Air dried sperm could allow home storage
A novel method of preserving sperm through air drying is showing initial promise and has the potential to revolutionize sperm storage, allowing men awaiting in vitro fertilization (IVF) to take care of their sperm at home.
Dr Daniel Imoedemhe, a consultant in reproductive medicine and endocrinology, working in Saudi Arabia, told the annual meeting of the European Society of Human Reproduction and Embryology, that for the first time studies on human embryos fertilized with air-dried sperm have shown that the new technique does not impair the early stages of embryo cell division
Dr Imoedemhe, from Erfan and Bagedo Hospitals, Centre for Assisted Reproduction, Jeddah, said that in the past it was believed that sperm “died” when allowed to dry in air because they were no longer motile and therefore unable to penetrate an egg. “But with the technique intracytoplasmic sperm injection (ICSI), the loss of motility doesnt necessarily mean the loss of ability to fertilize an egg, since this is largely dependent on the DNA (genetic material) that is tightly packed into the sperm head. We believe our study confirms that sperm DNA is resistant to damage by air drying.”
Established methods of sperm preservation require special freezing equipment that needs careful programming to deliver controlled cooling so that the sperm are not destroyed by cooling too fast or too slowly. Sperm also need to be stored with a cryoprotectant (a special chemical that protects sperm from the adverse effects of cooling to low temperatures), which then needs to be removed prior to use.
Sperm are stored in large liquid Nitrogen tanks that require regular top-ups to ensure that they remain in the desired condition. The tanks are expensive, large and occupy a great deal of laboratory space. In the current system, in order to prevent mis-identification during recovery from storage tanks, a rigorous labelling and coding system is required.
“These methods are time-consuming and cumbersome compared to our simple technique of air-drying that just requires re-suspension before use,” said Dr Imoedemhe. “The process can be further simplified by allowing patients to take responsibility for storing their air-dried sperm at home.”
The new air-drying technique involves smearing a sample pellet of washed sperm on to a glass slide and then leaving it to dry for two to three hours in a laminar flow cabinet that allows a directional flow of filtered air to ensure that the sample remained uncontaminated by airborne dust or micro-organisms. The dried sperm can then be stored at normal room temperature or in a normal refrigerator and do not seem to require any other special storage conditions. Just prior to injection by ICSI into an egg, the sperm film can be re-suspended with a large drop of special biological medium (similar to that in which the eggs are held in order to avoid osmotic changes).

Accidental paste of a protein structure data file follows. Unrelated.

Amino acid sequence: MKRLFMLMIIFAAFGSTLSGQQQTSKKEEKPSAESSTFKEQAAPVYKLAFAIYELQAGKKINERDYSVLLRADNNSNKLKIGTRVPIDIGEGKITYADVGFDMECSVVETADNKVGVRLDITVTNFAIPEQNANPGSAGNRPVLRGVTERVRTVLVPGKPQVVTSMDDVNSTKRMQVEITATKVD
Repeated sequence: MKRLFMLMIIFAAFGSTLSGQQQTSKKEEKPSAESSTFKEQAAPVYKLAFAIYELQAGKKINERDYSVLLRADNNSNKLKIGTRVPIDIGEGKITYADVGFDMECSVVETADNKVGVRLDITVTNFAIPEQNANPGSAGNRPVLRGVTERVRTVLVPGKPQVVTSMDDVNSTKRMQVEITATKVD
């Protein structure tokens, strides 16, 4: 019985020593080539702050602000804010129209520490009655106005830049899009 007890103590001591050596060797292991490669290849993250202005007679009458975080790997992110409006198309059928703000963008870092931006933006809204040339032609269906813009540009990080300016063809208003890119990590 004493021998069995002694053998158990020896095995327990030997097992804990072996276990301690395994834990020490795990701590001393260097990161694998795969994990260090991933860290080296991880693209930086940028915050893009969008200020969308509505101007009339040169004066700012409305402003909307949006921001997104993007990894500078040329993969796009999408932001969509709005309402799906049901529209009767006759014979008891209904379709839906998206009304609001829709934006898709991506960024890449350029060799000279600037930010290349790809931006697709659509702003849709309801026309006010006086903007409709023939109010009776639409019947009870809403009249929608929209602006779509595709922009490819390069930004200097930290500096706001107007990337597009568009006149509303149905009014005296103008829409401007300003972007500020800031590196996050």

The present study compared early embryos that had been formed from 24 oocytes subjected to ICSI with re-suspended dried sperm (the experimental group) with 108 oocytes that that had been subjected to ICSI with fresh sperm (the therapeutic group). The study involved nine couples where the eggs taken from wives were injected with their husbands sperm.
Researchers found that drying did not prevent the sperm from taking part in the first stages of fertilization that are considered signs of normal development as 92 % of the eggs underwent the formation of two pronuclei (microscopically visible structures can be seen in the egg representing the genetic contributions from the mother and father) in the egg and 86% developed into cleaved embryos (the early stages of cell division).
But although drying did not seem to interfere with fertilization, it was found that 72 hours after sperm injection, the therapeutic group (eggs fertilized with fresh un-dried sperms) had significantly more embryos advancing to the eight or more cell stage than the experimental group (air dried sperm) – 50.5% versus 18.2%.
However Dr Imoedemhe believes this may have more to do with the differences in experimental procedure necessitated by the difficulty of acquiring fresh mature eggs for the experimental group, than the effects of air-drying. In the treatment group all the eggs were mature (at metaphase II), whereas in the air-dried group the eggs were immature (at metaphase I) and had to be matured outside before ICSI. It is thought that such immature eggs may have less potential for development after fertilization compared to normally matured eggs.
“We are greatly encouraged that even under these experimental conditions out of 24 oocytes in the air-dried group, two embryos developed to the blastocyst stage – this is the last free floating stage of development before implantation in the uterine cavity. Its thought that only the best quality embryos can continue developing outside the body to this stage,” he said.
Dr Imoedemhe believes the widespread introduction of air drying would allow stored sperm to be transported without the need for specialized equipment, relieve laboratories of the responsibility of caring for preserved sperm and allow decisions and responsibilities for disposal to be borne by owners in the privacy of their own homes.
Storing sperm at home also removes fear of the potential transmission of HIV and other viral diseases (often expressed by patients) if samples from infected individuals were stored inadvertently with those from uninfected people.
Dr Imoedemhe said the next stage is to test the air-drying technique in mature (metaphase II) eggs to see whether division happens at the same rate as with fresh sperm and then to carry out pre-implantation studies on resulting embryos to ensure no adverse genetic effects have been induced by sperm drying.
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